With Several Crystal Globes up for Grabs, Québec Should Offer Some Spicy Racing

FasterSkierMarch 20, 2019
Sweden’s Marcus Hellner leads Russia’s Andrey Larkov and others during the men’s 15 k freestyle pursuit at the 2017 World Cup Finals in Quebec City.

Here are the basic rules for this week’s World Cup finals in Québec. It’s a three race series: a sprint, a classic mass start, and freestyle pursuit for the final stage.  

We’ll get to the import of the World Cup points on offer in a moment and why they add some tension to the weekend. This much is clear: the final standings for the men’s and women’s overall World Cup remain close as does the women’s sprint cup.

But first, let’s start with understanding time bonuses at Québec’s World Cup finals. 

The top-30 ranked skiers in Friday’s sprint earn time bonuses. The bonuses are subtracted from the athlete’s “race” time. (Time bonuses are listed below for the sprint.)

A single intermediate time bonus for the women’s 10 k mass start classic will be awarded on Saturday. The men’s 15 k mass start classic features two intermediate time bonuses. The FIS rules state, “Bonus seconds will be 15, 12, 10, 8, 7, 6, 5, 4, 3, 2 and 1 seconds for the first ten athletes at a designated intermediate point.”

Again, those seconds, or time bonuses, are subtracted from an athlete’s race time and then the overall time is calculated. Sunday’s skate pursuit — for both men and women —  is a straight up pursuit. Meaning, the athlete with the fastest overall time is the first racer off. No time bonuses are available.


World Cup points will be awarded for each race over the weekend. The points for the sprint and mass start are clear. Points go to the top-30 finishers. And the points earned go towards both the specific discipline category, sprint cup or distance cup, and towards the overall World Cup standings. For the final day’s pursuit, the points are allocated by elapsed race time — you might know this as fastest time of the day. The top-30 fastest racers, which again is determined by elapsed time on course, get the points. They go towards the distance cup and overall standings.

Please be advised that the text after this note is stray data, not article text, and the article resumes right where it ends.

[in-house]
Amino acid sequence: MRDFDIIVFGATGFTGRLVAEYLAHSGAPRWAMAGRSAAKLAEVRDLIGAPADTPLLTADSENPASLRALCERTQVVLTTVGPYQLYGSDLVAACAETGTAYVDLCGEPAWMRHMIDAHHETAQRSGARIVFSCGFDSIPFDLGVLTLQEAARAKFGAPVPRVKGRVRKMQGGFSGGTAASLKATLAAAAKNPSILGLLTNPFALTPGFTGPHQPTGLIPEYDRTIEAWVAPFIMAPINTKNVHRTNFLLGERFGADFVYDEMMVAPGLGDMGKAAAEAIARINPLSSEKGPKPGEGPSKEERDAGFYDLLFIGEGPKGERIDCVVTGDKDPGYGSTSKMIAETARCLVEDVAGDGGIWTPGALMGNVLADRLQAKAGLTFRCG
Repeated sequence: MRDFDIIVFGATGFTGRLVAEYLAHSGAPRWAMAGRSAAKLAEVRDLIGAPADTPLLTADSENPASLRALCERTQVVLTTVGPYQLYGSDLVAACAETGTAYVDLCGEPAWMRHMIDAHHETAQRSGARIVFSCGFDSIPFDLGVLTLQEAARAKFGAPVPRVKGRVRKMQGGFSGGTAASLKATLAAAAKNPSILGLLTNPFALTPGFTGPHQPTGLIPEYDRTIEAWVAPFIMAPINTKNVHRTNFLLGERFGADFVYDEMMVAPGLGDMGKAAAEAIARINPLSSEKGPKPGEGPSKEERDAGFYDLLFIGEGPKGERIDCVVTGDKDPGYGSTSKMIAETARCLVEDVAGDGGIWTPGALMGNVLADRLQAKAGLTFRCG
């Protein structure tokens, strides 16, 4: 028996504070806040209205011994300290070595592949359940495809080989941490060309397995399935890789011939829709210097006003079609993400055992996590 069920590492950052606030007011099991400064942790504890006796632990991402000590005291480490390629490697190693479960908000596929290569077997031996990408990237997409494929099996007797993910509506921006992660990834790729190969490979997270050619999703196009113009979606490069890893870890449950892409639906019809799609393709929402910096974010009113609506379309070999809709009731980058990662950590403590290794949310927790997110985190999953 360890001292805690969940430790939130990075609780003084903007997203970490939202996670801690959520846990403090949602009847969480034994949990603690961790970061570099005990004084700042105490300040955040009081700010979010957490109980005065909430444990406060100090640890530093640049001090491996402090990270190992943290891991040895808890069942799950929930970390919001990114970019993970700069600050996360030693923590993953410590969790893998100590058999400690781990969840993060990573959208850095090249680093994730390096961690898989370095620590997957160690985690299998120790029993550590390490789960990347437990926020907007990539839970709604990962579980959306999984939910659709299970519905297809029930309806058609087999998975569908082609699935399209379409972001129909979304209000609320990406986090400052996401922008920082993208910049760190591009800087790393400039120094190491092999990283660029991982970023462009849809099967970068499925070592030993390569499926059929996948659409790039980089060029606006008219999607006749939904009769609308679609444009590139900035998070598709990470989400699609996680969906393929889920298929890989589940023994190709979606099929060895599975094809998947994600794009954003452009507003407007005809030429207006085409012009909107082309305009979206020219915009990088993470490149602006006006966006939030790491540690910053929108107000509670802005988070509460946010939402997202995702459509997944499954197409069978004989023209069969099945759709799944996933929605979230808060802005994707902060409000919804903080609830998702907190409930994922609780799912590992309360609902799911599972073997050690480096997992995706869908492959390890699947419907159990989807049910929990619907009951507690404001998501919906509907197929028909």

(Below are the points for 1st-30th place in the sprint, mass start, and fastest time of day in the pursuit.)

The World Cup final’s grand prize are the points earned for the overall standings determined after the last stage. It’s a pursuit, so the first skier across the line is the overall winner. The winner will be awarded 200 points, second place 180, and so on. (See overall points below.)

So what’s all the fuss? The final weekend, as Chad Salmela keenly tweeted, brings with it some crystal still up for grabs. Johannes Høsflot Klæbo leads Alexander Bolshunov of Russia by 14 points in the men’s overall standings.

Norway’s Maiken Caspersen Falla with her 2017/2018 Sprint World Cup Crystal Globe. (Photo: Fischer/NordicFocus)

For the women, Norway’s Ingvild Flugstad Østberg has gapped Russia’s Natalia Nepryaeva by 97 points for the overall. And the women’s standings for the sprint cup are tight too. Stina Nilsson of Sweden leads Norway’s Maiken Caspersen Falla by 33 points.

Look for some spicy racing this weekend.

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